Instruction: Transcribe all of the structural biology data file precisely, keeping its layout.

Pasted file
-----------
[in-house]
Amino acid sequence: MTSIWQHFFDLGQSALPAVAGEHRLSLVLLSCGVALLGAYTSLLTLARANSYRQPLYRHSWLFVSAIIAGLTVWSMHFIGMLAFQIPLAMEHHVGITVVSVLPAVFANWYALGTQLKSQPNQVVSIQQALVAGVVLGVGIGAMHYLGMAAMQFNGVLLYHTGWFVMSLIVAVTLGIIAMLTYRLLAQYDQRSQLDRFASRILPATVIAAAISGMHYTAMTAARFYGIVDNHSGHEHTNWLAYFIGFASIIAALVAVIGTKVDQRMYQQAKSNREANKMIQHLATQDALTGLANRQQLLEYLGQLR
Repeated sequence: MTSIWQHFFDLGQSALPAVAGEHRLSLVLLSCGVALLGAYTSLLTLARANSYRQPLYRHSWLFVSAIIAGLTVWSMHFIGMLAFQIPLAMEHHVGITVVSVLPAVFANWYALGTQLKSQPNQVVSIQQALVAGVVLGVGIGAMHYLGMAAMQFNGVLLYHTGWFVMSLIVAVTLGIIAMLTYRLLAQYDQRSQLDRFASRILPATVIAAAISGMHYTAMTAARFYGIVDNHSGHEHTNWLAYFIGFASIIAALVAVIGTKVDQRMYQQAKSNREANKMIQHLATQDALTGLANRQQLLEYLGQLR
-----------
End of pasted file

[in-house]
Amino acid sequence: MTSIWQHFFDLGQSALPAVAGEHRLSLVLLSCGVALLGAYTSLLTLARANSYRQPLYRHSWLFVSAIIAGLTVWSMHFIGMLAFQIPLAMEHHVGITVVSVLPAVFANWYALGTQLKSQPNQVVSIQQALVAGVVLGVGIGAMHYLGMAAMQFNGVLLYHTGWFVMSLIVAVTLGIIAMLTYRLLAQYDQRSQLDRFASRILPATVIAAAISGMHYTAMTAARFYGIVDNHSGHEHTNWLAYFIGFASIIAALVAVIGTKVDQRMYQQAKSNREANKMIQHLATQDALTGLANRQQLLEYLGQLR
Repeated sequence: MTSIWQHFFDLGQSALPAVAGEHRLSLVLLSCGVALLGAYTSLLTLARANSYRQPLYRHSWLFVSAIIAGLTVWSMHFIGMLAFQIPLAMEHHVGITVVSVLPAVFANWYALGTQLKSQPNQVVSIQQALVAGVVLGVGIGAMHYLGMAAMQFNGVLLYHTGWFVMSLIVAVTLGIIAMLTYRLLAQYDQRSQLDRFASRILPATVIAAAISGMHYTAMTAARFYGIVDNHSGHEHTNWLAYFIGFASIIAALVAVIGTKVDQRMYQQAKSNREANKMIQHLATQDALTGLANRQQLLEYLGQLR